Look to the sky Thursday and Friday night, and you may see quite a show. The Perseid meteor shower is one of the most anticipated annual celestial events worldwide, and this year’s show may be one of the best in a long time.
Chuck McPartlin heads up outreach for the Santa Barbara Astronomical Unit, an amateur astronomy club. He talked to KCRW’s Larry Perel about what’s going on above us.
Here are some tips and facts:
- The Perseid meteor shower happens when the earth passes through the orbit of comet Swift-Tuttle. “Comets are like litterbugs,” explained McPartlin. “They leave a bunch of dust and chunks behind.”
- The debris comes in at about 38,000 miles an hour. They heat the air and cause it to glow.
- The planet Jupiter can bend debris trails so they intersect the earth’s orbit more directly – that’s why some astronomers say this year may be more spectacular than usual.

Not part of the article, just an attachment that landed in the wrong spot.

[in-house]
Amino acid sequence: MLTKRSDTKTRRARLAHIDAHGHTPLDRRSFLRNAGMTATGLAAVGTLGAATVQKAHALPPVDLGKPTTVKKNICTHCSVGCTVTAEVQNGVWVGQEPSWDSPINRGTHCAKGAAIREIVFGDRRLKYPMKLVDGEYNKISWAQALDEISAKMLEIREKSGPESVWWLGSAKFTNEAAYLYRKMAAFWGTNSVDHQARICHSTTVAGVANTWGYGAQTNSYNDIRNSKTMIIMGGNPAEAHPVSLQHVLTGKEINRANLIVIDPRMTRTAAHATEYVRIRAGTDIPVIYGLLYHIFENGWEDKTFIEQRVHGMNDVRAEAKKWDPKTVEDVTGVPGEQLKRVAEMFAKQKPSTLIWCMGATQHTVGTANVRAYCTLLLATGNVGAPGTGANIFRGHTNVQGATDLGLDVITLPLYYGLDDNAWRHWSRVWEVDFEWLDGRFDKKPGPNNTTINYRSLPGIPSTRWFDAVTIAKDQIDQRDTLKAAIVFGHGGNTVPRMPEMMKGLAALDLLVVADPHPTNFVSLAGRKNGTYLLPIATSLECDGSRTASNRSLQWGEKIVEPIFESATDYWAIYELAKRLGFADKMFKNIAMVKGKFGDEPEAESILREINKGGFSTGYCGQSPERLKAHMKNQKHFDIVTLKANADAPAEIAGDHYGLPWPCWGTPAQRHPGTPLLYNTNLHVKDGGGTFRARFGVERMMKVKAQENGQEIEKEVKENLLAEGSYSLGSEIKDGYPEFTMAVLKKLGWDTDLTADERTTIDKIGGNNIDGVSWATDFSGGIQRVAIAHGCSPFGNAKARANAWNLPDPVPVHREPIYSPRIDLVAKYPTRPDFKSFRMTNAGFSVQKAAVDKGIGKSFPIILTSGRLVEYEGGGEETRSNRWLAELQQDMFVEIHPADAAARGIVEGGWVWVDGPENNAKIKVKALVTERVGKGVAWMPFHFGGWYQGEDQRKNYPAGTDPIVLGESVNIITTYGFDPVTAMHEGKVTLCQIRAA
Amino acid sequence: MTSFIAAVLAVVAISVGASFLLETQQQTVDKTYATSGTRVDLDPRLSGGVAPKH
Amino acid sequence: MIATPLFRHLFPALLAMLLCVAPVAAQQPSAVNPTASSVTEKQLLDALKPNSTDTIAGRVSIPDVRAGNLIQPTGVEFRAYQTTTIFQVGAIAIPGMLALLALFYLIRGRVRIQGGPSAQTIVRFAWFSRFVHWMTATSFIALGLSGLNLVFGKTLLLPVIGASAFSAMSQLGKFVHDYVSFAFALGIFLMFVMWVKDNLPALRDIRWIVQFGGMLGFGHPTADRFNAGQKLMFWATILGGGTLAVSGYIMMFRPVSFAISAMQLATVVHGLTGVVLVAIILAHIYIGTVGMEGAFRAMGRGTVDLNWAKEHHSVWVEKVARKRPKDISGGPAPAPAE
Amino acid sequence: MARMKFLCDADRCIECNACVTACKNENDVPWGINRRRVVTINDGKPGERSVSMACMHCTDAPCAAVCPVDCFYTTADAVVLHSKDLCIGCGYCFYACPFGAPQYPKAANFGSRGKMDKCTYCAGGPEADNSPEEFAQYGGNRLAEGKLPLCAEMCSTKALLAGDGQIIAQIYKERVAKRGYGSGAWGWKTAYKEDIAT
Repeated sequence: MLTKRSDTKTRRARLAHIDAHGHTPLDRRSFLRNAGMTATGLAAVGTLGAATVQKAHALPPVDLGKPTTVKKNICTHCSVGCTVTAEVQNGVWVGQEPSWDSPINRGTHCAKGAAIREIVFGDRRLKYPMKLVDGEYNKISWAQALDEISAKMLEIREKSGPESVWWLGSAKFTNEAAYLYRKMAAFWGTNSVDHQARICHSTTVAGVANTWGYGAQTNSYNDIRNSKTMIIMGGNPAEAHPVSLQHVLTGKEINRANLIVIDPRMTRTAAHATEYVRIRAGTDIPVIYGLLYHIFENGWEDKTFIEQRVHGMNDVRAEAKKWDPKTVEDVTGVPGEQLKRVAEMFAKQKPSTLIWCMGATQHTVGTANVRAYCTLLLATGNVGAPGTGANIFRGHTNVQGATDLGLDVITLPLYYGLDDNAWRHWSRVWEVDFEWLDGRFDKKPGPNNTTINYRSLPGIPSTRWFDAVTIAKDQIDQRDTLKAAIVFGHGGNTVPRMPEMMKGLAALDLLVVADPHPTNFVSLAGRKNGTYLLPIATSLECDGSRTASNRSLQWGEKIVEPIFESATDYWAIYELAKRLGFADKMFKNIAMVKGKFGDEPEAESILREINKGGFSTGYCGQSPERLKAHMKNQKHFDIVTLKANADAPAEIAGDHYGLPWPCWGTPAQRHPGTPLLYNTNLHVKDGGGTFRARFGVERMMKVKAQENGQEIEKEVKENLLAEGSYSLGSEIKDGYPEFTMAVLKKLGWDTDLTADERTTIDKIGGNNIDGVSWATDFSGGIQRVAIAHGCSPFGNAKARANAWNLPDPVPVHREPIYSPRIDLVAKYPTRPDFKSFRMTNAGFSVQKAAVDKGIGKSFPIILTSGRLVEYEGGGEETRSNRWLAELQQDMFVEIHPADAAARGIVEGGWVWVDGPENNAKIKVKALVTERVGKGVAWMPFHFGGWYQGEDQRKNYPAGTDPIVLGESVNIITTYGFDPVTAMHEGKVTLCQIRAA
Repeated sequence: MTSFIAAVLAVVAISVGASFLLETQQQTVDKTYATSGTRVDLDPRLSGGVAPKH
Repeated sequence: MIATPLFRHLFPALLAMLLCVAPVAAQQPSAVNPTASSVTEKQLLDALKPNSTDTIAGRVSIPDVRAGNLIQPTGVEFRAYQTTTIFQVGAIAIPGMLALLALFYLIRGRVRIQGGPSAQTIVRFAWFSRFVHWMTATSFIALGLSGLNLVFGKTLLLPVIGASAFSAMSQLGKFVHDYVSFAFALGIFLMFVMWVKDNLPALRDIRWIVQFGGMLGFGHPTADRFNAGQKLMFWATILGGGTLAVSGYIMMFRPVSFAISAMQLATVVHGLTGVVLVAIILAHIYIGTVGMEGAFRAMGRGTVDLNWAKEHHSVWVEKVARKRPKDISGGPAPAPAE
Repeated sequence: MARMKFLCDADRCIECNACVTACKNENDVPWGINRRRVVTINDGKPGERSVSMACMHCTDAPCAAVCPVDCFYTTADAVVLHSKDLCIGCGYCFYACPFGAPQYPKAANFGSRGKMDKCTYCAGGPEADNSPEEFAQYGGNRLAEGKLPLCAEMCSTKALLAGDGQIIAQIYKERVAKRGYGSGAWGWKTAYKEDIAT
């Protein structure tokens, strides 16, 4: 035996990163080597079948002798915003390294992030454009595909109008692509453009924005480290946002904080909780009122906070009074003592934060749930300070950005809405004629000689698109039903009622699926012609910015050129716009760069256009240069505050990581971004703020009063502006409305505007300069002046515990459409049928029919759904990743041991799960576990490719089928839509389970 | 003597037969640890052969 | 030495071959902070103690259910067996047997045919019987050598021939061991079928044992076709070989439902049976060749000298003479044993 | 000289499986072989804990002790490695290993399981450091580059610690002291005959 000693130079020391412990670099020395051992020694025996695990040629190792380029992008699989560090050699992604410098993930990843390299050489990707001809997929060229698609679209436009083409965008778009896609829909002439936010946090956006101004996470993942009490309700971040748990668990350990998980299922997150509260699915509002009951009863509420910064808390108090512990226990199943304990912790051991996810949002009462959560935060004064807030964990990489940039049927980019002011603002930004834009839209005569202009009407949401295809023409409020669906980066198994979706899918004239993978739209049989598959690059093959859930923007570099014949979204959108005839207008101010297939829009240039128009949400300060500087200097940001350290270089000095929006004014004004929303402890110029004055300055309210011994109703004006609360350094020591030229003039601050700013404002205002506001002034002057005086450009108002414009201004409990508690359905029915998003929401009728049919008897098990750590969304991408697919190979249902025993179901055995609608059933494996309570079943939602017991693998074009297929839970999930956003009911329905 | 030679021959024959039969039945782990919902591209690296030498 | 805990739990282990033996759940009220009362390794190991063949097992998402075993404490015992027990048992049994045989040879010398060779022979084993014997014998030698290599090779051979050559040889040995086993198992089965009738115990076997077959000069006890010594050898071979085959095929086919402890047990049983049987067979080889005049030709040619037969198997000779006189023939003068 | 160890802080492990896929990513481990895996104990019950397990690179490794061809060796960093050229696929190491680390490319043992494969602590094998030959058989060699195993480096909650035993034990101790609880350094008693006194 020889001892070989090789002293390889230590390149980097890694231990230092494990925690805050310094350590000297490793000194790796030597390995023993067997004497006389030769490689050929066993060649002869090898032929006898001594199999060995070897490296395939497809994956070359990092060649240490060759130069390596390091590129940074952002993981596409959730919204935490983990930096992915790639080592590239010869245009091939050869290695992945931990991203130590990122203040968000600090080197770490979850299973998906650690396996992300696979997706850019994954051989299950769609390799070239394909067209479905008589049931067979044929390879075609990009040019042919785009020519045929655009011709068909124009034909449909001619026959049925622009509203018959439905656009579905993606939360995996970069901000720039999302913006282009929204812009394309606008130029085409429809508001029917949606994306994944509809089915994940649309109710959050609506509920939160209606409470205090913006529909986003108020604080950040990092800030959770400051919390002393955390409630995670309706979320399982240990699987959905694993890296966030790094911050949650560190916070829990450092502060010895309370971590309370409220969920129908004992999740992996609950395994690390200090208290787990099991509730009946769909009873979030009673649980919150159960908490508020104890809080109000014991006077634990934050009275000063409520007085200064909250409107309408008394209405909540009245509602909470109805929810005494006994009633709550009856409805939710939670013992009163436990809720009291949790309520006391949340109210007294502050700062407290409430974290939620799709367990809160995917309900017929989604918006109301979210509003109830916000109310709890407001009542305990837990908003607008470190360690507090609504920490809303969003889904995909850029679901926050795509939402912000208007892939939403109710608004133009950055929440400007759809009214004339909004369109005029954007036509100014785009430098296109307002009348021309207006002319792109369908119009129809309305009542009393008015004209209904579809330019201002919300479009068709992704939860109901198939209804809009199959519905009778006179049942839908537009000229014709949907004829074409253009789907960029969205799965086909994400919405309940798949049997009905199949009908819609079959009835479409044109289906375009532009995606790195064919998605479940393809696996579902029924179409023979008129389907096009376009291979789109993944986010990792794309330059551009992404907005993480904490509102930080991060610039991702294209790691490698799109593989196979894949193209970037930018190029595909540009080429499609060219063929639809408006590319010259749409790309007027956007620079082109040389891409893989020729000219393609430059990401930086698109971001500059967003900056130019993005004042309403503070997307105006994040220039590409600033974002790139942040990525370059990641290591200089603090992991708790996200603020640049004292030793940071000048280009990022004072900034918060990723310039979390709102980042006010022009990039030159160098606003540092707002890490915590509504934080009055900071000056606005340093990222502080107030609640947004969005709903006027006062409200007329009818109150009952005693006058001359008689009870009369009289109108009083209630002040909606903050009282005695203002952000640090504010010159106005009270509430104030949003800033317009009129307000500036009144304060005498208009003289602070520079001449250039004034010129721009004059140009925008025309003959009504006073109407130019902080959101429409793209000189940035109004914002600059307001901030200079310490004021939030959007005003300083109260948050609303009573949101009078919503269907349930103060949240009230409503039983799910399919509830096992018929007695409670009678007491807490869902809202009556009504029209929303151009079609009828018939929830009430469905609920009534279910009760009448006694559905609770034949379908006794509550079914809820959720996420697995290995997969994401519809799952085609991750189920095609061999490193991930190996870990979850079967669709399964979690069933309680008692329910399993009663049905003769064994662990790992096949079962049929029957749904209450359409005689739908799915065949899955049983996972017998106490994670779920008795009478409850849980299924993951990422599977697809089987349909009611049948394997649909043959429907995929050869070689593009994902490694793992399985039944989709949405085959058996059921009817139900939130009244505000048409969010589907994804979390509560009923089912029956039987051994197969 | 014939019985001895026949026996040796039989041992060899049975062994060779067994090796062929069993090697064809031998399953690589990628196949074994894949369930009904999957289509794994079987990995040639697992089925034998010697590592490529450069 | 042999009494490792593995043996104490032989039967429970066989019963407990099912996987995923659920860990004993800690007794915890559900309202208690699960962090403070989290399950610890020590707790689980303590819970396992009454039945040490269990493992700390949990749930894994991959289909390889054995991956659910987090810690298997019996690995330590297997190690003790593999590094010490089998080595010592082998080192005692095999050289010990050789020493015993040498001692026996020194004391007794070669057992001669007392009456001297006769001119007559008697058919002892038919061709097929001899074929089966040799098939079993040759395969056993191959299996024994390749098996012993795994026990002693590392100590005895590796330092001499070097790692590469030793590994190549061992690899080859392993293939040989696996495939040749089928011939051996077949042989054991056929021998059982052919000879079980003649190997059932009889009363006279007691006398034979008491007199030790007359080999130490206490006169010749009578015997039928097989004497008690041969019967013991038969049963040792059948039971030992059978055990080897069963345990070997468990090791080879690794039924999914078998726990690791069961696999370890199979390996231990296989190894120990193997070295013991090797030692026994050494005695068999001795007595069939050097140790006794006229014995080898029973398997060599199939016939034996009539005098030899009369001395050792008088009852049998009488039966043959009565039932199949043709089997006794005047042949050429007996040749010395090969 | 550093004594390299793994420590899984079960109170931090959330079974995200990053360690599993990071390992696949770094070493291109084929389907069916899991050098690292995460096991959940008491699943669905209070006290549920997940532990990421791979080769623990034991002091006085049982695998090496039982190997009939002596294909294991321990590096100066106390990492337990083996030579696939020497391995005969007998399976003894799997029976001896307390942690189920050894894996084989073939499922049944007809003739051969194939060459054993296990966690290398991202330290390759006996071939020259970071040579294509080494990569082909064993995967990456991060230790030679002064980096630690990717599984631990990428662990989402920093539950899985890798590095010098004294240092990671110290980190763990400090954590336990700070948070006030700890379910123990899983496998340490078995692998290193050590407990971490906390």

- Most meteors decelerate and drift down to the earth at the size of a grain of sand. “Don’t clean your coffee table. That may be meteorite dust,” said McPartlin.
- Go to the darkest place you can find, as long as it’s above the marine layer. Gibraltar or Camino Cielo Road are both good spots, as long as you’re on the other side of the crest to block the lights of Santa Barbara.
- You always see more meteors after midnight.
- Don’t use a telescope. Your naked eye is the best way to experience a meteor shower.
The SBAU hosts telescope parties throughout Santa Barbara, including Westmont College on the third Friday of each month and the Santa Barbara Natural History Museum on the second Saturday of each month.